Contribution to foreign aid falls short
Canada continues to fall short of the 0.7 per cent GDP benchmark for foreign aid set by Lester B. Pearson’s Commission on International Development in 1969, and last week’s announcement that Canada will freeze its foreign aid budget for the next five years suggests that the Pearson benchmark will not be met in the foreseeable future.
“The benchmark has been around since 1969 and no government in Canada has ever come closer than just over 0.5 per cent of GDP, so this government is just carrying on a long line of failure,” noted Professor David Black, the director of the Centre for Foreign Policy Studies at the University of Dalhousie.
While Black emphasized that a malaise in foreign aid spending is not unique to Harper’s conservative caucus, and that “the most Draconian cuts in the history of the Canadian aid program came under the Chretien liberal government in the early to mid 1990s”, he believes that current Canadian leadership is particularly disinterested in foreign development.
“I think one thing that is a bit different about this government is that on the whole I would say that they are relatively skeptical about the utility of foreign aid; they tend to think that for the most part it has limited or even negative effects,” said Black.
It is a skepticism which has begat a series of policy reforms in Canada’s approach towards aid assistance with an increasing emphasis on accountability and transparency in spending. Under the leadership of Conservative member of parliament (MP) Beverly Oda, the Canadian International Development Agency (CIDA) introduced an “effectiveness agenda” which stressed a focus on immediate and measurable results.
In a 2009 press address, Oda commented on the importance of efficiency saying, “Aid can — and must — work better. With greater efficiency, focus and accountability, our government’s new approach to Canadian aid will be even more effective.”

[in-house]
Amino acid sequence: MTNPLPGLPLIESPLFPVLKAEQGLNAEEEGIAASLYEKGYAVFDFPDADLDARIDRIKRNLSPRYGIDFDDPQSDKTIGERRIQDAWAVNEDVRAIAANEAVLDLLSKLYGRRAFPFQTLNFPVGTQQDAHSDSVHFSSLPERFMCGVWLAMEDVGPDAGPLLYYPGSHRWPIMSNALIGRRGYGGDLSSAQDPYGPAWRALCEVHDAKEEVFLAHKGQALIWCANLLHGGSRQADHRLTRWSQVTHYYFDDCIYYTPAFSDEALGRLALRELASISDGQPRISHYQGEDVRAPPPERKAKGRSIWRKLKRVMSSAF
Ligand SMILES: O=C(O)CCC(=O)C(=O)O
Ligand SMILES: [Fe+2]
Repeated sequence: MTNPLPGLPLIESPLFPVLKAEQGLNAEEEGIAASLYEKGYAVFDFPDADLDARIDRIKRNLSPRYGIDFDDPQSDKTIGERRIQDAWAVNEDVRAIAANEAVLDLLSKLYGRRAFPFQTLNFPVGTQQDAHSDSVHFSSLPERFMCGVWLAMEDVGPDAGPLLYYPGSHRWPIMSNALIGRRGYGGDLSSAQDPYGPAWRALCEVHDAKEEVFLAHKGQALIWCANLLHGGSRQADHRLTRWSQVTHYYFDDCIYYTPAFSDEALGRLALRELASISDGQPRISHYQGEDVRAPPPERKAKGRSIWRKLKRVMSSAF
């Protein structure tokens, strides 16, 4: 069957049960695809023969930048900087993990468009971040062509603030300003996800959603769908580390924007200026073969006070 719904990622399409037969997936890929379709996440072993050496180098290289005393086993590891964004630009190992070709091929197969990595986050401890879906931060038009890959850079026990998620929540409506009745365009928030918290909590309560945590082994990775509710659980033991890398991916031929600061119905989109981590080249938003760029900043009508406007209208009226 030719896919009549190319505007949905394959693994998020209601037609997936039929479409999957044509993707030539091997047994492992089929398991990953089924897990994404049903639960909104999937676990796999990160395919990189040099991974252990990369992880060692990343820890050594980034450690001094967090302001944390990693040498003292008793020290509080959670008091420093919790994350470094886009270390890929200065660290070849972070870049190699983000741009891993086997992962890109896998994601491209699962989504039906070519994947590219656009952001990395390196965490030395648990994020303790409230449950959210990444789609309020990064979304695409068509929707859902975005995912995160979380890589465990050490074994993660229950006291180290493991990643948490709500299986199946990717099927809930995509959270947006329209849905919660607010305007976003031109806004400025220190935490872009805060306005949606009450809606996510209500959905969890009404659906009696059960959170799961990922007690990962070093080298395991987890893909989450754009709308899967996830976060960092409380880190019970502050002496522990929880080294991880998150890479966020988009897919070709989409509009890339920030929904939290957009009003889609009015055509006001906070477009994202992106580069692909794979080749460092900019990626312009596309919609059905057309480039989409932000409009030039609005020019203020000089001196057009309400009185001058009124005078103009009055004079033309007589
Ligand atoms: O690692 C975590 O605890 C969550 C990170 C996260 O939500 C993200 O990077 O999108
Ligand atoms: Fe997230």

A prioritized emphasis on focused initiatives has seen a marked commitment towards specific and often short-term aid goals. Ottawa sent over $400 million in aid to Haiti earthquake relief in early 2010, $40 million towards Pakistani flood relief and during this summer’s G20 summit, Stephen Harper introduced a maternal and child health initiative, pledging $1.1 billion over the next five years.
With a frozen budget, it is money which will likely come from existing commitments.
The initiative has been met critically by those such as David Black.
“In itself, it’s a laudable thing, but if it’s done in the context of the flat lining of aid overall then the impact of maternal and child health spending is going to be significantly compromised.”
Black argued that the recent prioritization of “effectiveness” may actually be a counter-productive strategy, when the demand for measurable short-term results sacrifices long-term, sustainable development.
“Our obsession with being able to track where specific Canadian dollars go makes it more difficult for CIDA to co-operate effectively in multi-donor arrangements” he said, referring to the importance of co-ordination in international aid efforts.
“There’s a way in which the current preoccupation with accountability in the narrow Canadian sense may actually be at odds with the broader efforts of the [international] aid community to coordinate more effectively.”